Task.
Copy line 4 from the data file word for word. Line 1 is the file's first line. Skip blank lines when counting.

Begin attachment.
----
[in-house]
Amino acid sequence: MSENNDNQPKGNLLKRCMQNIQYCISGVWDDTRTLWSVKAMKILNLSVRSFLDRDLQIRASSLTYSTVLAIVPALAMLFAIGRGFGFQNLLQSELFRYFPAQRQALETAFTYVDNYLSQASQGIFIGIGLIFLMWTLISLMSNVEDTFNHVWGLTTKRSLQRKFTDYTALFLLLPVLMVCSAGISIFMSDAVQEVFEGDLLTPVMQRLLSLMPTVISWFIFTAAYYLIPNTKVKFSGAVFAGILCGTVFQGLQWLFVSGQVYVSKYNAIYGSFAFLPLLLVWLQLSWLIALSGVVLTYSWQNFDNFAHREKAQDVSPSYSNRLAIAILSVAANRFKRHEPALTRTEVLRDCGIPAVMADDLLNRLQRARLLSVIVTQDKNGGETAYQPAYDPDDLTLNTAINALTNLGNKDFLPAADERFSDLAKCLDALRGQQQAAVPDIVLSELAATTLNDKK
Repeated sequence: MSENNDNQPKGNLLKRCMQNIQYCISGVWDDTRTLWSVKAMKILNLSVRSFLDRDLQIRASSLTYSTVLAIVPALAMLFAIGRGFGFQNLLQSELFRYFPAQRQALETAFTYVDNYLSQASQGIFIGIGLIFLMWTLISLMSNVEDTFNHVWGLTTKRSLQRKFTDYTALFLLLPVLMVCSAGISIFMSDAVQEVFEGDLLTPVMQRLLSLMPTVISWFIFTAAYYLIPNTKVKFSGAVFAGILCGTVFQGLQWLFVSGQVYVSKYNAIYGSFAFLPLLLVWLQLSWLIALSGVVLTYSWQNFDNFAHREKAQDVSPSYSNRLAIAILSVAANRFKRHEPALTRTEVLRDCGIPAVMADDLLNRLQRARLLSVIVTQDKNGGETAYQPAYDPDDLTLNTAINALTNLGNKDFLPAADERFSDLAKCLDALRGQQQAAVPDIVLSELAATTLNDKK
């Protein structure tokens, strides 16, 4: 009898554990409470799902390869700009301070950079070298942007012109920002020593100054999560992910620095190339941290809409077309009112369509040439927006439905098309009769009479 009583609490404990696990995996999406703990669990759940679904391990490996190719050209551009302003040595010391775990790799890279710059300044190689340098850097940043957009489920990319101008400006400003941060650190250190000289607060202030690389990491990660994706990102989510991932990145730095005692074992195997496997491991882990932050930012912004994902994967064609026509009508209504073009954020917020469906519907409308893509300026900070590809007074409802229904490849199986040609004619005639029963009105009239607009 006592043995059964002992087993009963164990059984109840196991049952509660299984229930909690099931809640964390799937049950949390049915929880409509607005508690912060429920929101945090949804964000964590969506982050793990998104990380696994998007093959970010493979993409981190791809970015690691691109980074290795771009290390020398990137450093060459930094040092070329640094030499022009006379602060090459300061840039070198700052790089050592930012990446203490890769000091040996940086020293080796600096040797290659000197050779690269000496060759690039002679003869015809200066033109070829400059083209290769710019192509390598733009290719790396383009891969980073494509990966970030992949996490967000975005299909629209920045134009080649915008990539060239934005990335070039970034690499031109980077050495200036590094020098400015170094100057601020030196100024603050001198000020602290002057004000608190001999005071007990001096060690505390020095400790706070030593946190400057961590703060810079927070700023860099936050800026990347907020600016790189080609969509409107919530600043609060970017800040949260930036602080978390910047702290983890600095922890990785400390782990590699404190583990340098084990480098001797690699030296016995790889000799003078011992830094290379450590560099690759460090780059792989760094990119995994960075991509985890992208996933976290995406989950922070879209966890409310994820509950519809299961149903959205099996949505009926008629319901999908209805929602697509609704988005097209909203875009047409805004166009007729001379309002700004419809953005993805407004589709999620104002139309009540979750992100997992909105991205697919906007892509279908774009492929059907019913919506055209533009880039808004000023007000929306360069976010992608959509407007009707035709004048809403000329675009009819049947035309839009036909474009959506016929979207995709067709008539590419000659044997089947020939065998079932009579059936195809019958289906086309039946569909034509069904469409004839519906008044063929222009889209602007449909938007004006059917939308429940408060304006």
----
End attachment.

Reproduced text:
């Protein structure tokens, strides 16, 4: 009898554990409470799902390869700009301070950079070298942007012109920002020593100054999560992910620095190339941290809409077309009112369509040439927006439905098309009769009479 009583609490404990696990995996999406703990669990759940679904391990490996190719050209551009302003040595010391775990790799890279710059300044190689340098850097940043957009489920990319101008400006400003941060650190250190000289607060202030690389990491990660994706990102989510991932990145730095005692074992195997496997491991882990932050930012912004994902994967064609026509009508209504073009954020917020469906519907409308893509300026900070590809007074409802229904490849199986040609004619005639029963009105009239607009 006592043995059964002992087993009963164990059984109840196991049952509660299984229930909690099931809640964390799937049950949390049915929880409509607005508690912060429920929101945090949804964000964590969506982050793990998104990380696994998007093959970010493979993409981190791809970015690691691109980074290795771009290390020398990137450093060459930094040092070329640094030499022009006379602060090459300061840039070198700052790089050592930012990446203490890769000091040996940086020293080796600096040797290659000197050779690269000496060759690039002679003869015809200066033109070829400059083209290769710019192509390598733009290719790396383009891969980073494509990966970030992949996490967000975005299909629209920045134009080649915008990539060239934005990335070039970034690499031109980077050495200036590094020098400015170094100057601020030196100024603050001198000020602290002057004000608190001999005071007990001096060690505390020095400790706070030593946190400057961590703060810079927070700023860099936050800026990347907020600016790189080609969509409107919530600043609060970017800040949260930036602080978390910047702290983890600095922890990785400390782990590699404190583990340098084990480098001797690699030296016995790889000799003078011992830094290379450590560099690759460090780059792989760094990119995994960075991509985890992208996933976290995406989950922070879209966890409310994820509950519809299961149903959205099996949505009926008629319901999908209805929602697509609704988005097209909203875009047409805004166009007729001379309002700004419809953005993805407004589709999620104002139309009540979750992100997992909105991205697919906007892509279908774009492929059907019913919506055209533009880039808004000023007000929306360069976010992608959509407007009707035709004048809403000329675009009819049947035309839009036909474009959506016929979207995709067709008539590419000659044997089947020939065998079932009579059936195809019958289906086309039946569909034509069904469409004839519906008044063929222009889209602007449909938007004006059917939308429940408060304006």